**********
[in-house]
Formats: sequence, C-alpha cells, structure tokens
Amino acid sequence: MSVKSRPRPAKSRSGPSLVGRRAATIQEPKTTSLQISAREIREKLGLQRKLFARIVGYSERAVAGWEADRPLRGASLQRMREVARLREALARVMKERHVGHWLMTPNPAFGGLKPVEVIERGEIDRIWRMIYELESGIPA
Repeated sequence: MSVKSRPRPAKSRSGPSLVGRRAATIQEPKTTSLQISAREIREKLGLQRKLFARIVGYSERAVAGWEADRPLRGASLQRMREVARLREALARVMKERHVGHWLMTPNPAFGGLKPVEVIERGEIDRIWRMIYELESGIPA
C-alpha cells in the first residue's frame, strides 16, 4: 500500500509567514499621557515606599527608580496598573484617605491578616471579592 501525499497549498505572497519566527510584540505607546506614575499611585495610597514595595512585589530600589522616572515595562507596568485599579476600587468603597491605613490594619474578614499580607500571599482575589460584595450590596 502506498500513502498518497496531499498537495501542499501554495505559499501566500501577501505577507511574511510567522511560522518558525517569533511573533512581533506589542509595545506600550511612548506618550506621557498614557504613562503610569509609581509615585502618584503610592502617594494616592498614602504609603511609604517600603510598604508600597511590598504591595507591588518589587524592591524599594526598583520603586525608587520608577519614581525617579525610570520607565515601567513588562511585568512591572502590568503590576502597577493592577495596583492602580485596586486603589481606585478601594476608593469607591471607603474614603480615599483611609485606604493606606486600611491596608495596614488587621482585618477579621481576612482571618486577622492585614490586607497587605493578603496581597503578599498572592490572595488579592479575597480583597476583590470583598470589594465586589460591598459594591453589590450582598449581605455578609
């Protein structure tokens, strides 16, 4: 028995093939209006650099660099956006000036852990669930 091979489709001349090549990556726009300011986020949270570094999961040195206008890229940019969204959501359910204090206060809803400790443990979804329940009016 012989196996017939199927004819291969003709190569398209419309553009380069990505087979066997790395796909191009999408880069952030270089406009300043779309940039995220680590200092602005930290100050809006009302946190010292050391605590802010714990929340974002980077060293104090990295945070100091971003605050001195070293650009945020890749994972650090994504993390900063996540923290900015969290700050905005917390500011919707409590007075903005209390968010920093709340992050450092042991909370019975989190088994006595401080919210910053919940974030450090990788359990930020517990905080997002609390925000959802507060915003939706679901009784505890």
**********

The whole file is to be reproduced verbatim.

[in-house]
Formats: sequence, C-alpha cells, structure tokens
Amino acid sequence: MSVKSRPRPAKSRSGPSLVGRRAATIQEPKTTSLQISAREIREKLGLQRKLFARIVGYSERAVAGWEADRPLRGASLQRMREVARLREALARVMKERHVGHWLMTPNPAFGGLKPVEVIERGEIDRIWRMIYELESGIPA
Repeated sequence: MSVKSRPRPAKSRSGPSLVGRRAATIQEPKTTSLQISAREIREKLGLQRKLFARIVGYSERAVAGWEADRPLRGASLQRMREVARLREALARVMKERHVGHWLMTPNPAFGGLKPVEVIERGEIDRIWRMIYELESGIPA
C-alpha cells in the first residue's frame, strides 16, 4: 500500500509567514499621557515606599527608580496598573484617605491578616471579592 501525499497549498505572497519566527510584540505607546506614575499611585495610597514595595512585589530600589522616572515595562507596568485599579476600587468603597491605613490594619474578614499580607500571599482575589460584595450590596 502506498500513502498518497496531499498537495501542499501554495505559499501566500501577501505577507511574511510567522511560522518558525517569533511573533512581533506589542509595545506600550511612548506618550506621557498614557504613562503610569509609581509615585502618584503610592502617594494616592498614602504609603511609604517600603510598604508600597511590598504591595507591588518589587524592591524599594526598583520603586525608587520608577519614581525617579525610570520607565515601567513588562511585568512591572502590568503590576502597577493592577495596583492602580485596586486603589481606585478601594476608593469607591471607603474614603480615599483611609485606604493606606486600611491596608495596614488587621482585618477579621481576612482571618486577622492585614490586607497587605493578603496581597503578599498572592490572595488579592479575597480583597476583590470583598470589594465586589460591598459594591453589590450582598449581605455578609
């Protein structure tokens, strides 16, 4: 028995093939209006650099660099956006000036852990669930 091979489709001349090549990556726009300011986020949270570094999961040195206008890229940019969204959501359910204090206060809803400790443990979804329940009016 012989196996017939199927004819291969003709190569398209419309553009380069990505087979066997790395796909191009999408880069952030270089406009300043779309940039995220680590200092602005930290100050809006009302946190010292050391605590802010714990929340974002980077060293104090990295945070100091971003605050001195070293650009945020890749994972650090994504993390900063996540923290900015969290700050905005917390500011919707409590007075903005209390968010920093709340992050450092042991909370019975989190088994006595401080919210910053919940974030450090990788359990930020517990905080997002609390925000959802507060915003939706679901009784505890």